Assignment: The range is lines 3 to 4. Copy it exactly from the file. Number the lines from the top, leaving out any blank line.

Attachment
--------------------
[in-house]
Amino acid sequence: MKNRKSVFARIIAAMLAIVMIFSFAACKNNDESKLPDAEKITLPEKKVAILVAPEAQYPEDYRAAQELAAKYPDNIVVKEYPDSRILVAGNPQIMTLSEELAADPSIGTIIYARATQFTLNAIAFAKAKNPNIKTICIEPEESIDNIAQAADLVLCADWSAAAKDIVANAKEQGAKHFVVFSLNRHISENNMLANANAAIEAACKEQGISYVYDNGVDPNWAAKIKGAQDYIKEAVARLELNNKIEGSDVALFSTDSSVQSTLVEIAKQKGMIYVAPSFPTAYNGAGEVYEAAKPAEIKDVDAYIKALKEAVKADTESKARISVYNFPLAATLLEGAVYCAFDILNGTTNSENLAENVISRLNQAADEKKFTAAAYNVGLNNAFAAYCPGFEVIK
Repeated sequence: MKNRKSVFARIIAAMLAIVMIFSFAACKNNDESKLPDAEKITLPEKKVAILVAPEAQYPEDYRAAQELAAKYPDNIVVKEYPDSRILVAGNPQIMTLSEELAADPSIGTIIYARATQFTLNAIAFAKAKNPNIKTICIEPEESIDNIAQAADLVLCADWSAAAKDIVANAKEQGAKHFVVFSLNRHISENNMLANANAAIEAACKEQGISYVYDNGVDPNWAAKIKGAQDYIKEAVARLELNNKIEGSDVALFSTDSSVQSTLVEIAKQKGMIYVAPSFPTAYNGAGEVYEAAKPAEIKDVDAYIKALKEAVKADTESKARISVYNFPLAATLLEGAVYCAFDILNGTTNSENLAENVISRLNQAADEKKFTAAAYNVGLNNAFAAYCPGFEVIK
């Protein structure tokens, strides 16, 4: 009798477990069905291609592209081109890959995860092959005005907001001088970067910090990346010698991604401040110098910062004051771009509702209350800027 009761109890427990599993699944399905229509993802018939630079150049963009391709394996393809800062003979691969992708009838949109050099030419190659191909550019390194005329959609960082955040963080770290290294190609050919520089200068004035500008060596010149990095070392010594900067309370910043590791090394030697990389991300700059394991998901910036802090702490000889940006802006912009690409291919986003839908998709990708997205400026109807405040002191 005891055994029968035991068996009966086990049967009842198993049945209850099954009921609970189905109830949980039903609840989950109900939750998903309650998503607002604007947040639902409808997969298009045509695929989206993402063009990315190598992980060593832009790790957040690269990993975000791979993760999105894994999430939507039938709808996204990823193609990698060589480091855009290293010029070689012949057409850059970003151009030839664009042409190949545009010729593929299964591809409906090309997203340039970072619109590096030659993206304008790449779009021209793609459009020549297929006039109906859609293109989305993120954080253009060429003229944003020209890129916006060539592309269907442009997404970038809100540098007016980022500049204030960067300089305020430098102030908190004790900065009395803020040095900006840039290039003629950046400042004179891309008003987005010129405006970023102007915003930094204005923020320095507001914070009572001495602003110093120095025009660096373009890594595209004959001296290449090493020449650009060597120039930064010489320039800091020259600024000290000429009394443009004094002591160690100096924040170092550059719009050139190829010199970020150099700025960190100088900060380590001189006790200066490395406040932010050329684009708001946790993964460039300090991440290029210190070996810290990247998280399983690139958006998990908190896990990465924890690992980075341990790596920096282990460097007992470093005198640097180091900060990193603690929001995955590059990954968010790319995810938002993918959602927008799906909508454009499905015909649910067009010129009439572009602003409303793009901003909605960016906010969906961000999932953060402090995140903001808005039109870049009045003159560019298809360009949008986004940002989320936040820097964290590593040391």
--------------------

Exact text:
Repeated sequence: MKNRKSVFARIIAAMLAIVMIFSFAACKNNDESKLPDAEKITLPEKKVAILVAPEAQYPEDYRAAQELAAKYPDNIVVKEYPDSRILVAGNPQIMTLSEELAADPSIGTIIYARATQFTLNAIAFAKAKNPNIKTICIEPEESIDNIAQAADLVLCADWSAAAKDIVANAKEQGAKHFVVFSLNRHISENNMLANANAAIEAACKEQGISYVYDNGVDPNWAAKIKGAQDYIKEAVARLELNNKIEGSDVALFSTDSSVQSTLVEIAKQKGMIYVAPSFPTAYNGAGEVYEAAKPAEIKDVDAYIKALKEAVKADTESKARISVYNFPLAATLLEGAVYCAFDILNGTTNSENLAENVISRLNQAADEKKFTAAAYNVGLNNAFAAYCPGFEVIK
């Protein structure tokens, strides 16, 4: 009798477990069905291609592209081109890959995860092959005005907001001088970067910090990346010698991604401040110098910062004051771009509702209350800027 009761109890427990599993699944399905229509993802018939630079150049963009391709394996393809800062003979691969992708009838949109050099030419190659191909550019390194005329959609960082955040963080770290290294190609050919520089200068004035500008060596010149990095070392010594900067309370910043590791090394030697990389991300700059394991998901910036802090702490000889940006802006912009690409291919986003839908998709990708997205400026109807405040002191 005891055994029968035991068996009966086990049967009842198993049945209850099954009921609970189905109830949980039903609840989950109900939750998903309650998503607002604007947040639902409808997969298009045509695929989206993402063009990315190598992980060593832009790790957040690269990993975000791979993760999105894994999430939507039938709808996204990823193609990698060589480091855009290293010029070689012949057409850059970003151009030839664009042409190949545009010729593929299964591809409906090309997203340039970072619109590096030659993206304008790449779009021209793609459009020549297929006039109906859609293109989305993120954080253009060429003229944003020209890129916006060539592309269907442009997404970038809100540098007016980022500049204030960067300089305020430098102030908190004790900065009395803020040095900006840039290039003629950046400042004179891309008003987005010129405006970023102007915003930094204005923020320095507001914070009572001495602003110093120095025009660096373009890594595209004959001296290449090493020449650009060597120039930064010489320039800091020259600024000290000429009394443009004094002591160690100096924040170092550059719009050139190829010199970020150099700025960190100088900060380590001189006790200066490395406040932010050329684009708001946790993964460039300090991440290029210190070996810290990247998280399983690139958006998990908190896990990465924890690992980075341990790596920096282990460097007992470093005198640097180091900060990193603690929001995955590059990954968010790319995810938002993918959602927008799906909508454009499905015909649910067009010129009439572009602003409303793009901003909605960016906010969906961000999932953060402090995140903001808005039109870049009045003159560019298809360009949008986004940002989320936040820097964290590593040391």